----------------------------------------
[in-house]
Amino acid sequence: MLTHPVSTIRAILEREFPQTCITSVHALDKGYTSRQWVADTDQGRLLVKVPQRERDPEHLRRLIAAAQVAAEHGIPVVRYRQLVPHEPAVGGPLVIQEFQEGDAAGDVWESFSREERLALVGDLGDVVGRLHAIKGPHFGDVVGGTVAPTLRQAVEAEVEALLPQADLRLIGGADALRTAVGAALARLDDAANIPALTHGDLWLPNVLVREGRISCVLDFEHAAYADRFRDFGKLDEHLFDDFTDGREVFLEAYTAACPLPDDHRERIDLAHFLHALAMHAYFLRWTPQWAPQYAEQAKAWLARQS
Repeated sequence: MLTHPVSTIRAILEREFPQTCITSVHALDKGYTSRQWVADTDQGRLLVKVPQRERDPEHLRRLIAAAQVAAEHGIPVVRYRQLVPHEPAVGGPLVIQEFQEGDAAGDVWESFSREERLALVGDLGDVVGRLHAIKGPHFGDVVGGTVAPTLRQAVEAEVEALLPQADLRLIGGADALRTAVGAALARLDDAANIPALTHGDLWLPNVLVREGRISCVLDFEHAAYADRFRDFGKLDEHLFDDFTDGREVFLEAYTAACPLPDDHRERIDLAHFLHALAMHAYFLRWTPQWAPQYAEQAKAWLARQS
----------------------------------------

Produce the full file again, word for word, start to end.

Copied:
[in-house]
Amino acid sequence: MLTHPVSTIRAILEREFPQTCITSVHALDKGYTSRQWVADTDQGRLLVKVPQRERDPEHLRRLIAAAQVAAEHGIPVVRYRQLVPHEPAVGGPLVIQEFQEGDAAGDVWESFSREERLALVGDLGDVVGRLHAIKGPHFGDVVGGTVAPTLRQAVEAEVEALLPQADLRLIGGADALRTAVGAALARLDDAANIPALTHGDLWLPNVLVREGRISCVLDFEHAAYADRFRDFGKLDEHLFDDFTDGREVFLEAYTAACPLPDDHRERIDLAHFLHALAMHAYFLRWTPQWAPQYAEQAKAWLARQS
Repeated sequence: MLTHPVSTIRAILEREFPQTCITSVHALDKGYTSRQWVADTDQGRLLVKVPQRERDPEHLRRLIAAAQVAAEHGIPVVRYRQLVPHEPAVGGPLVIQEFQEGDAAGDVWESFSREERLALVGDLGDVVGRLHAIKGPHFGDVVGGTVAPTLRQAVEAEVEALLPQADLRLIGGADALRTAVGAALARLDDAANIPALTHGDLWLPNVLVREGRISCVLDFEHAAYADRFRDFGKLDEHLFDDFTDGREVFLEAYTAACPLPDDHRERIDLAHFLHALAMHAYFLRWTPQWAPQYAEQAKAWLARQS